In P.D. James' excellent novel The Children of Men, there is a scene where the protagonists come upon a Quietus - the moment when a group of old people for whom there are no longer enough carers are gathered to process quietly into the sea. Bingo - another lot of old folk gone.
I was irresistibly reminded of that this morning when I attended the local Red Cross centre to get my annual flu jab. My lovely GP practice had taken over the centre to process its old and vulnerable with maximum efficiency, and to that end we were handed a small ticket - a raffle ticket, come to think of it - with a number on it and told to sit and wait in a room packed to the gunwales with ... old people. It reminded me of buying cheese at the deli counter in the supermarket. "Don't worry, they're moving pretty quickly," we were told.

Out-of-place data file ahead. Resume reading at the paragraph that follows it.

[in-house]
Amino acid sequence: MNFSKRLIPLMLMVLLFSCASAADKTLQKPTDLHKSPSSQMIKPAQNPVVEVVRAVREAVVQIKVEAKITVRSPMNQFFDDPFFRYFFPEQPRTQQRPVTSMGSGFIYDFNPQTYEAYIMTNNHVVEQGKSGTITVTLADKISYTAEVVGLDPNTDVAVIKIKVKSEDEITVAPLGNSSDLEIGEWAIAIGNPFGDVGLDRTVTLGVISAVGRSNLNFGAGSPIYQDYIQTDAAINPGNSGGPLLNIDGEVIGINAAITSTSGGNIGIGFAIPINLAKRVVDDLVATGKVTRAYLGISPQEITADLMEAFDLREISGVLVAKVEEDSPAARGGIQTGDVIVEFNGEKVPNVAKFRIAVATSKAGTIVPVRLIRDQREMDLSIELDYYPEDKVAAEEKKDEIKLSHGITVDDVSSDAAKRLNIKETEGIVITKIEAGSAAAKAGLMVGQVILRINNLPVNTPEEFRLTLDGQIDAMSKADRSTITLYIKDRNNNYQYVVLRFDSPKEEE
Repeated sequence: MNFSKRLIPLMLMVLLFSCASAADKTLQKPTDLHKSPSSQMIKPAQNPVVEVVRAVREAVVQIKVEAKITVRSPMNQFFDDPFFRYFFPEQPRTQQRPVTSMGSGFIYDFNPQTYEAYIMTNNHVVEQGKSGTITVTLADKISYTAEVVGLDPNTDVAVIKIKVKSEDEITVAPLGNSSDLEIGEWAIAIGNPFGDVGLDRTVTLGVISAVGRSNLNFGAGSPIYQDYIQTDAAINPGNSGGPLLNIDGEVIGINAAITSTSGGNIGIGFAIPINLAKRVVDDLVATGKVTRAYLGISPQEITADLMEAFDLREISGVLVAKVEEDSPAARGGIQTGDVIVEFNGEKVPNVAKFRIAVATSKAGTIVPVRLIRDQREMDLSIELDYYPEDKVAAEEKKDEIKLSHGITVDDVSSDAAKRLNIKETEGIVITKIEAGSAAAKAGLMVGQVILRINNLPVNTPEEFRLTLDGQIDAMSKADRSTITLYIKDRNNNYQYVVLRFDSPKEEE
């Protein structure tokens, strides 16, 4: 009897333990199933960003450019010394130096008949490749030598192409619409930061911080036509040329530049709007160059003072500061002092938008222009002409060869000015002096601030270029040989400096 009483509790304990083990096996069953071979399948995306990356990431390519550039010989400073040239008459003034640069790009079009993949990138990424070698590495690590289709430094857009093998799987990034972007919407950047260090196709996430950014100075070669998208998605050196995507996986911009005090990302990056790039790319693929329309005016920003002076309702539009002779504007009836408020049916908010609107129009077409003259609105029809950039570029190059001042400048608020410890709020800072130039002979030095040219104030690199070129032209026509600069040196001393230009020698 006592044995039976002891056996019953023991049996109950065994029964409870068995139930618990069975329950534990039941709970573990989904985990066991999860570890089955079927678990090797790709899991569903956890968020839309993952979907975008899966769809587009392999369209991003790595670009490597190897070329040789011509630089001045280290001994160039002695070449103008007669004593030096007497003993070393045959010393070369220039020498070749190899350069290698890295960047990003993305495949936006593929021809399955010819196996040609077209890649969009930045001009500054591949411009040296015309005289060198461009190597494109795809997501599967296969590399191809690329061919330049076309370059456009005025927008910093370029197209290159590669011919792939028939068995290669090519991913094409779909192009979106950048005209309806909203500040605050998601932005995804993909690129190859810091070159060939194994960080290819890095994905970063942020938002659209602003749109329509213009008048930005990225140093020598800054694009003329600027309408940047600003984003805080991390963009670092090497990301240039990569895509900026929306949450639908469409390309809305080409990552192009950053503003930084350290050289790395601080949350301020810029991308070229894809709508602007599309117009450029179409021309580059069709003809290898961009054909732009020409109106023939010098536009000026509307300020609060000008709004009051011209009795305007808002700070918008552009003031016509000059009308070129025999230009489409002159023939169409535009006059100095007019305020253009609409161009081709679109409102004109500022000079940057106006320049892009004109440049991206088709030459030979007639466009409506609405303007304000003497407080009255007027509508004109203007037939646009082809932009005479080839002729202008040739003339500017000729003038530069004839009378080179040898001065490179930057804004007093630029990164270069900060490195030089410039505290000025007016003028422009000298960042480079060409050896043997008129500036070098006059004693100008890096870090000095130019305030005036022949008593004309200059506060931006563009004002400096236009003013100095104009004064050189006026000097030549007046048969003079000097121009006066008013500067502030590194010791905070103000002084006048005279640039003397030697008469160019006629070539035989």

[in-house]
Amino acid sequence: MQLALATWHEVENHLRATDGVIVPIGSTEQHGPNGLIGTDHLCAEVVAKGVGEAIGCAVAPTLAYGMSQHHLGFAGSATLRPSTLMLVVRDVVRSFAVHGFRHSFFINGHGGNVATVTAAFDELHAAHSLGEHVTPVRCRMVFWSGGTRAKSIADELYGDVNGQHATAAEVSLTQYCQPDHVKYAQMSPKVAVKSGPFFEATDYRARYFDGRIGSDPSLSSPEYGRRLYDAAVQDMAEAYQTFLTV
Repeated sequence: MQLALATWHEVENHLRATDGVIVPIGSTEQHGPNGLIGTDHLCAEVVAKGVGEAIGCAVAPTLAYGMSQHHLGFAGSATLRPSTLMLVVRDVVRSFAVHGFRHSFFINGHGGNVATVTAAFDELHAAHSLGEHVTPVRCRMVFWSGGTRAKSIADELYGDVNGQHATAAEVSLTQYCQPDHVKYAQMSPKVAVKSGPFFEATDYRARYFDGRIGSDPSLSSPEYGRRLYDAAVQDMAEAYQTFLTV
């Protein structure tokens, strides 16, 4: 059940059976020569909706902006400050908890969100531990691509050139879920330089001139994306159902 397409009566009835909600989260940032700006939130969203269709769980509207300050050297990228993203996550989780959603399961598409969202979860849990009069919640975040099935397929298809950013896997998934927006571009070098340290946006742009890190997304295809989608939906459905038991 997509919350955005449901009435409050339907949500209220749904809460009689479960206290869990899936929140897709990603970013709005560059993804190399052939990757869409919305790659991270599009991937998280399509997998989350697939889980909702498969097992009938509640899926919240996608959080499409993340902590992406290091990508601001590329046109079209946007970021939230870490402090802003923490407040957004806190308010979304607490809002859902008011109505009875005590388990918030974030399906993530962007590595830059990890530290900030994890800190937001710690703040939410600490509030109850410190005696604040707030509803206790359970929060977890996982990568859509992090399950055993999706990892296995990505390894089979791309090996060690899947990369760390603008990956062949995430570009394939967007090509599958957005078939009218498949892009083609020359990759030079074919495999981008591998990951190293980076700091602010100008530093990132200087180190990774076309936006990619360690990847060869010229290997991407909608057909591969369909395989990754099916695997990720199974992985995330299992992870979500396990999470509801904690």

Suddenly it's me. 127. I go into a room where there are several tables - old school desks? - and sit beside one. The jab, done while the nurse and I share my growing mirth at the situation, is virtually painless and over in seconds. She says nothing about having a wee seat for a bit - this is something several people, including Mr B, are told - and I exit, still giggling.
Spared for another year, I guess ...